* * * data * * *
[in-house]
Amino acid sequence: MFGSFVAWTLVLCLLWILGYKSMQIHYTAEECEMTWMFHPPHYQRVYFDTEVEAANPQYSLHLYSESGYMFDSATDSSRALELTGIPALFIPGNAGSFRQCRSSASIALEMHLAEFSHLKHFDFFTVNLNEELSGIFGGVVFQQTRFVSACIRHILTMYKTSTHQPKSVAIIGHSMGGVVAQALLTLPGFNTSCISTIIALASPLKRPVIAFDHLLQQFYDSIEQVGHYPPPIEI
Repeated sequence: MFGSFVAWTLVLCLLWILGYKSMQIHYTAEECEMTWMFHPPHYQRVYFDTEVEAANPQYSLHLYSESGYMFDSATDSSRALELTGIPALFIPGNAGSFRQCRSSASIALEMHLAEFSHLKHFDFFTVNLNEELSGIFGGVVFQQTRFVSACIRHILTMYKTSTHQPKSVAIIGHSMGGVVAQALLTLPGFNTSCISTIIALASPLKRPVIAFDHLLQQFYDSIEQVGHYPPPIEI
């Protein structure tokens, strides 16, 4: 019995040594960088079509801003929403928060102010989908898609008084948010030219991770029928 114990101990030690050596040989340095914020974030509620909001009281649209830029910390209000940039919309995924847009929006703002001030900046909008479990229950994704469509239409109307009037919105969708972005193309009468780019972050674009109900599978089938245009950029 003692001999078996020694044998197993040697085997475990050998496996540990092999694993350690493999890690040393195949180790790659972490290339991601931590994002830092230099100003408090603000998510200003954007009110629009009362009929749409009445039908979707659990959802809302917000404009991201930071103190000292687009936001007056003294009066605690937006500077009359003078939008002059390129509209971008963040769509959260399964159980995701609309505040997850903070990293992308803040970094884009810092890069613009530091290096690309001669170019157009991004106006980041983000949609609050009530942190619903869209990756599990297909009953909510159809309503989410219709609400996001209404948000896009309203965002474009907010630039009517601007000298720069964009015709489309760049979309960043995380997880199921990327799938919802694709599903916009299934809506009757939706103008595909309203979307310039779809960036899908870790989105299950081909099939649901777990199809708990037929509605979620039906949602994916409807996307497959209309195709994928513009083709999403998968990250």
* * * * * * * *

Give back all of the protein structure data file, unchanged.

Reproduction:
[in-house]
Amino acid sequence: MFGSFVAWTLVLCLLWILGYKSMQIHYTAEECEMTWMFHPPHYQRVYFDTEVEAANPQYSLHLYSESGYMFDSATDSSRALELTGIPALFIPGNAGSFRQCRSSASIALEMHLAEFSHLKHFDFFTVNLNEELSGIFGGVVFQQTRFVSACIRHILTMYKTSTHQPKSVAIIGHSMGGVVAQALLTLPGFNTSCISTIIALASPLKRPVIAFDHLLQQFYDSIEQVGHYPPPIEI
Repeated sequence: MFGSFVAWTLVLCLLWILGYKSMQIHYTAEECEMTWMFHPPHYQRVYFDTEVEAANPQYSLHLYSESGYMFDSATDSSRALELTGIPALFIPGNAGSFRQCRSSASIALEMHLAEFSHLKHFDFFTVNLNEELSGIFGGVVFQQTRFVSACIRHILTMYKTSTHQPKSVAIIGHSMGGVVAQALLTLPGFNTSCISTIIALASPLKRPVIAFDHLLQQFYDSIEQVGHYPPPIEI
């Protein structure tokens, strides 16, 4: 019995040594960088079509801003929403928060102010989908898609008084948010030219991770029928 114990101990030690050596040989340095914020974030509620909001009281649209830029910390209000940039919309995924847009929006703002001030900046909008479990229950994704469509239409109307009037919105969708972005193309009468780019972050674009109900599978089938245009950029 003692001999078996020694044998197993040697085997475990050998496996540990092999694993350690493999890690040393195949180790790659972490290339991601931590994002830092230099100003408090603000998510200003954007009110629009009362009929749409009445039908979707659990959802809302917000404009991201930071103190000292687009936001007056003294009066605690937006500077009359003078939008002059390129509209971008963040769509959260399964159980995701609309505040997850903070990293992308803040970094884009810092890069613009530091290096690309001669170019157009991004106006980041983000949609609050009530942190619903869209990756599990297909009953909510159809309503989410219709609400996001209404948000896009309203965002474009907010630039009517601007000298720069964009015709489309760049979309960043995380997880199921990327799938919802694709599903916009299934809506009757939706103008595909309203979307310039779809960036899908870790989105299950081909099939649901777990199809708990037929509605979620039906949602994916409807996307497959209309195709994928513009083709999403998968990250």